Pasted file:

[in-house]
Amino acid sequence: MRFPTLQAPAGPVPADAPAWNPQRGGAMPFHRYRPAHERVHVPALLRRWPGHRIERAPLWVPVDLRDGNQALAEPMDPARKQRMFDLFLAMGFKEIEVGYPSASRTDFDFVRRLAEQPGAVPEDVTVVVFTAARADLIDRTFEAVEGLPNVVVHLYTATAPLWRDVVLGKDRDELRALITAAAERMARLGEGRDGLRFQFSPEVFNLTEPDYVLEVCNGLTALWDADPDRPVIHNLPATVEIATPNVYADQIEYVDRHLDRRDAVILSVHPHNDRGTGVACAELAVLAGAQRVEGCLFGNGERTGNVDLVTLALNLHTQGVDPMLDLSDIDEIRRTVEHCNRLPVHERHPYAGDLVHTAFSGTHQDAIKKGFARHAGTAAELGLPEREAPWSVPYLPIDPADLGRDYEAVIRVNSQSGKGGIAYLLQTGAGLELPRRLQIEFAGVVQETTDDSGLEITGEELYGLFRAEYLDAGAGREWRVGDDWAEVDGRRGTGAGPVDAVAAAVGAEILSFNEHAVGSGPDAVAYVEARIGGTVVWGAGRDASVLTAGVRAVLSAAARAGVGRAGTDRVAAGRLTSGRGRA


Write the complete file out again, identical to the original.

[in-house]
Amino acid sequence: MRFPTLQAPAGPVPADAPAWNPQRGGAMPFHRYRPAHERVHVPALLRRWPGHRIERAPLWVPVDLRDGNQALAEPMDPARKQRMFDLFLAMGFKEIEVGYPSASRTDFDFVRRLAEQPGAVPEDVTVVVFTAARADLIDRTFEAVEGLPNVVVHLYTATAPLWRDVVLGKDRDELRALITAAAERMARLGEGRDGLRFQFSPEVFNLTEPDYVLEVCNGLTALWDADPDRPVIHNLPATVEIATPNVYADQIEYVDRHLDRRDAVILSVHPHNDRGTGVACAELAVLAGAQRVEGCLFGNGERTGNVDLVTLALNLHTQGVDPMLDLSDIDEIRRTVEHCNRLPVHERHPYAGDLVHTAFSGTHQDAIKKGFARHAGTAAELGLPEREAPWSVPYLPIDPADLGRDYEAVIRVNSQSGKGGIAYLLQTGAGLELPRRLQIEFAGVVQETTDDSGLEITGEELYGLFRAEYLDAGAGREWRVGDDWAEVDGRRGTGAGPVDAVAAAVGAEILSFNEHAVGSGPDAVAYVEARIGGTVVWGAGRDASVLTAGVRAVLSAAARAGVGRAGTDRVAAGRLTSGRGRA